Digital Stuart Cosgrove Creative Industries

Scottish government needs to "move quicker" on digital skills gap or jobs will go elsewhere, says ScotlandIS

By Angela Haggerty, Reporter

April 3, 2013 | 6 min read

The Scottish government needs to "move quicker" on tackling Scotland's digital technologies skill shortages as new figures showed the country was heading towards a potential skills crisis, ScotlandIS executive director Polly Purvis said today.

Intervention: ScotlandIS executive director Purvis called for action

The release of the annual ScotlandIS technology industry survey revealed around 45,000 new professionals will be needed in the next five years for the fastest-growing sector in Scotland. The IT and digital industries currently employ over 100,000 people and 70 per cent of survey respondents said they planned to take on more staff in 2013, a rise of 10 per cent from 2012. However, companies reported increasing difficulty in filling vacancies and complained of skills shortages in digital and IT, leading to calls from Purvis for intervention.

"We're working with the Scottish government on this but I'd like to see them moving quicker on it," she explained. "We need to see a lot of work done right across the board, everything from careers advice to re-skilling people who have come out of other industries with the right skills to work in the digital technology industries and I think it needs some real intervention.

"We are trying to make that happen with the government but we need to up the pace. I'd like to see something like a digital skills academy, similar to the one launched for the oil and gas sector recognising their skills shortages. I think we need the same sort of approach for digital skills as well."

More than 40,000 jobs are accounted for in Scotland by the digital media sector, which makes up around 65 per cent of the nation's creative industries. Glasgow was recently allocated £24m from the Technology Strategy Board to become a 'future cities demonstrator', showing how technology can be used to integrate health, transport, energy and public safety services.

"Everywhere you go the government is looking to digitise its services and move to delivering services online," Purvis continued. "There's been a significant increase in the use of digital technologies and I think that's what's fuelling the demand for skills.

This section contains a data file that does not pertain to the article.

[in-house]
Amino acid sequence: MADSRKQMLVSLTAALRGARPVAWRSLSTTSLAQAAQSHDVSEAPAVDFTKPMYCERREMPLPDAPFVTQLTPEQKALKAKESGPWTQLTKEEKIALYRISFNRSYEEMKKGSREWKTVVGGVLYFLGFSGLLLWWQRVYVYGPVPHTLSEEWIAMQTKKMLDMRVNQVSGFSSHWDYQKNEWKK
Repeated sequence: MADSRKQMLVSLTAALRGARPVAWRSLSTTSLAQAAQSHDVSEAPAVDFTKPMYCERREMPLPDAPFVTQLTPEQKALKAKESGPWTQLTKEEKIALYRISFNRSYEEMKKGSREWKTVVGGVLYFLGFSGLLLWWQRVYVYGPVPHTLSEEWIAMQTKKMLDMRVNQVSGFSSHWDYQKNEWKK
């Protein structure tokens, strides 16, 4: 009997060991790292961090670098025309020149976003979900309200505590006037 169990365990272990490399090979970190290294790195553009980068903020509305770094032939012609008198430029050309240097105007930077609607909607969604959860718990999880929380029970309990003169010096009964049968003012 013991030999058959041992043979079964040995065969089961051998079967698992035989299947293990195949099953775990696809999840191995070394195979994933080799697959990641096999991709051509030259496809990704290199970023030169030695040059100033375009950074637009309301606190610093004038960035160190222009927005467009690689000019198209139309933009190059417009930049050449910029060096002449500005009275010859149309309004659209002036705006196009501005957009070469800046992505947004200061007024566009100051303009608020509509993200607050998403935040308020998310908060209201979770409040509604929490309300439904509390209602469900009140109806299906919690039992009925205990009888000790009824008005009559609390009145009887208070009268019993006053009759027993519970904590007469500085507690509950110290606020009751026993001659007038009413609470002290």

"We're trying to pull the country out of a long recession and digital technologies is one of the growth areas that we absolutely have to get behind - if we don't, I think the jobs will go elsewhere."

The survey found that 80 per cent of respondents expected sales increases in 2013 and there was a high demand for graduates in the industry. Software and web development skills were said to be in highest demand, followed by commercial, business and project management skills. It was predicted that Scotland could create 1,000 new businesses over the next five years - contributing around £12bn to the economy - by enabling digital technologies. However, creative diversity director at Channel 4 and chair of the Scottish digital media advisory group, Stuart Cosgrove, said Scotland needs to address some key issues.

"Scotland has always had a bit of a disconnect between creativity and business, it is not unique to digital," said Cosgrove. "For Scotland, the gulf between a highly literate digital workforce and pockets of deep poverty in all forms of literacy, from financial to digital access, remains a problem."

ScotlandIS has worked with Scottish education authorities in recent years in an attempt to bring a new approach to digital in the curriculum, an area which Cosgrove agreed needed development.

"Schools probably aren't providing adequate digital education and training to young people," he said. "Although, digital literacy is often restrained by other anxieties, such as how safe the web is and worries about young people and social media.

"Scotland has a very strong emergent digital media culture with strengths in games, digital agencies and web-based services," he added. "There are hotspots, for example the casual games sector in Dundee, but it's important to understand that digital talent can be more mobile and tele-commute in ways that it couldn't for previous creative generations."

The lack of skilled digital workers in Scotland was said to be forcing employers to look further afield for staff, with the survey reporting 52 per cent of respondents expecting to recruit from outside the country. But while some of the workforce would consist of graduates and specifically trained staff, Purvis explained Scotland could be developing its existing workforce from other industries to adapt for digital.

"We need to make sure that young people go through our colleges and universities to find jobs in Scotland but I think we have to encourage people from other industries to come into our sector," she said. "That could be done through induction courses and taking people who've got the main relevant skills and developing them for digital.

"Small companies have recognised over the last few years the need to have the right commercial skills in place and that's a great opportunity to take people from other industries. We're seeing people being recruited from project management and digital marketing - those skills are transferable across a number of industries."

The survey was the eighth annual offering from ScotlandIS, the representative organisation for Scotland's software, telecommunications, IT and digital technologies companies and was carried out in January/February 2013.

Digital Stuart Cosgrove Creative Industries

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